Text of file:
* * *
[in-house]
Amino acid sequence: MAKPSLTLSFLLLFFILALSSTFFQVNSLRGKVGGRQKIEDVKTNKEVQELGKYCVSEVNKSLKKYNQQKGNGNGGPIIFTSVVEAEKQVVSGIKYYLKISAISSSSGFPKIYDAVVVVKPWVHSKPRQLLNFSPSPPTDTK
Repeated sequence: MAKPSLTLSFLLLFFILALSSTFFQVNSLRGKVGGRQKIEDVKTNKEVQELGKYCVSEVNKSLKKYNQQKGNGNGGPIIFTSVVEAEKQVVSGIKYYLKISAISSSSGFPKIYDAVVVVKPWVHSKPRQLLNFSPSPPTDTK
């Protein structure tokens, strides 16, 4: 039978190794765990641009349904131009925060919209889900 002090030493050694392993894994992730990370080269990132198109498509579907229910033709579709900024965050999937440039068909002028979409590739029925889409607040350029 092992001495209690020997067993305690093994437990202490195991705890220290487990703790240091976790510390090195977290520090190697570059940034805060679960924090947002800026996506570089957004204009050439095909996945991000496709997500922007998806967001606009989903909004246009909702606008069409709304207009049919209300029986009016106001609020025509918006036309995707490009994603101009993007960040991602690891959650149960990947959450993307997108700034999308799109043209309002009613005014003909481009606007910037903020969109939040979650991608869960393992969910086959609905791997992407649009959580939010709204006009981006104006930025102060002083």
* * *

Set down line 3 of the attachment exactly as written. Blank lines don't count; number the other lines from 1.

Repeated sequence: MAKPSLTLSFLLLFFILALSSTFFQVNSLRGKVGGRQKIEDVKTNKEVQELGKYCVSEVNKSLKKYNQQKGNGNGGPIIFTSVVEAEKQVVSGIKYYLKISAISSSSGFPKIYDAVVVVKPWVHSKPRQLLNFSPSPPTDTK